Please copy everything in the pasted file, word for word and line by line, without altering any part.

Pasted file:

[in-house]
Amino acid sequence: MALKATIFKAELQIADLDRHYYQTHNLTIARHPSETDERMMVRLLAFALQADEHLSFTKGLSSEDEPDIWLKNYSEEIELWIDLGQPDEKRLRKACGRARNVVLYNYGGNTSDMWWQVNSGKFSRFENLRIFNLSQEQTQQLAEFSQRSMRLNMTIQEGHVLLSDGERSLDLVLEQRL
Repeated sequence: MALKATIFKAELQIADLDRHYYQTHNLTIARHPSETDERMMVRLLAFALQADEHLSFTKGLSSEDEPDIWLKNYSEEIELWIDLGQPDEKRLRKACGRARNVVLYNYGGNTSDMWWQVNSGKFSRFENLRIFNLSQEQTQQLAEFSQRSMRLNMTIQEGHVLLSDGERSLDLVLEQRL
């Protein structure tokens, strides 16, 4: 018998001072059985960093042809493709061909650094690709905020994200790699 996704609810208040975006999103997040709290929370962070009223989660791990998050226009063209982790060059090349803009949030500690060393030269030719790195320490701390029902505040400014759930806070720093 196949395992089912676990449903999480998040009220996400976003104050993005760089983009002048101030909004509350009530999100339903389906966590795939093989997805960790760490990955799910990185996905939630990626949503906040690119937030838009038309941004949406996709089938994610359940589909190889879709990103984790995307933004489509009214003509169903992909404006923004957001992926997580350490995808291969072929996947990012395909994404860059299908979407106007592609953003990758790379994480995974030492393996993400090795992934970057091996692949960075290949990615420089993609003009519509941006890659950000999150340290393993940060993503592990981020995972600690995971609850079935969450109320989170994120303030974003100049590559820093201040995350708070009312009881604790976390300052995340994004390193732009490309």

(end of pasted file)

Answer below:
[in-house]
Amino acid sequence: MALKATIFKAELQIADLDRHYYQTHNLTIARHPSETDERMMVRLLAFALQADEHLSFTKGLSSEDEPDIWLKNYSEEIELWIDLGQPDEKRLRKACGRARNVVLYNYGGNTSDMWWQVNSGKFSRFENLRIFNLSQEQTQQLAEFSQRSMRLNMTIQEGHVLLSDGERSLDLVLEQRL
Repeated sequence: MALKATIFKAELQIADLDRHYYQTHNLTIARHPSETDERMMVRLLAFALQADEHLSFTKGLSSEDEPDIWLKNYSEEIELWIDLGQPDEKRLRKACGRARNVVLYNYGGNTSDMWWQVNSGKFSRFENLRIFNLSQEQTQQLAEFSQRSMRLNMTIQEGHVLLSDGERSLDLVLEQRL
């Protein structure tokens, strides 16, 4: 018998001072059985960093042809493709061909650094690709905020994200790699 996704609810208040975006999103997040709290929370962070009223989660791990998050226009063209982790060059090349803009949030500690060393030269030719790195320490701390029902505040400014759930806070720093 196949395992089912676990449903999480998040009220996400976003104050993005760089983009002048101030909004509350009530999100339903389906966590795939093989997805960790760490990955799910990185996905939630990626949503906040690119937030838009038309941004949406996709089938994610359940589909190889879709990103984790995307933004489509009214003509169903992909404006923004957001992926997580350490995808291969072929996947990012395909994404860059299908979407106007592609953003990758790379994480995974030492393996993400090795992934970057091996692949960075290949990615420089993609003009519509941006890659950000999150340290393993940060993503592990981020995972600690995971609850079935969450109320989170994120303030974003100049590559820093201040995350708070009312009881604790976390300052995340994004390193732009490309």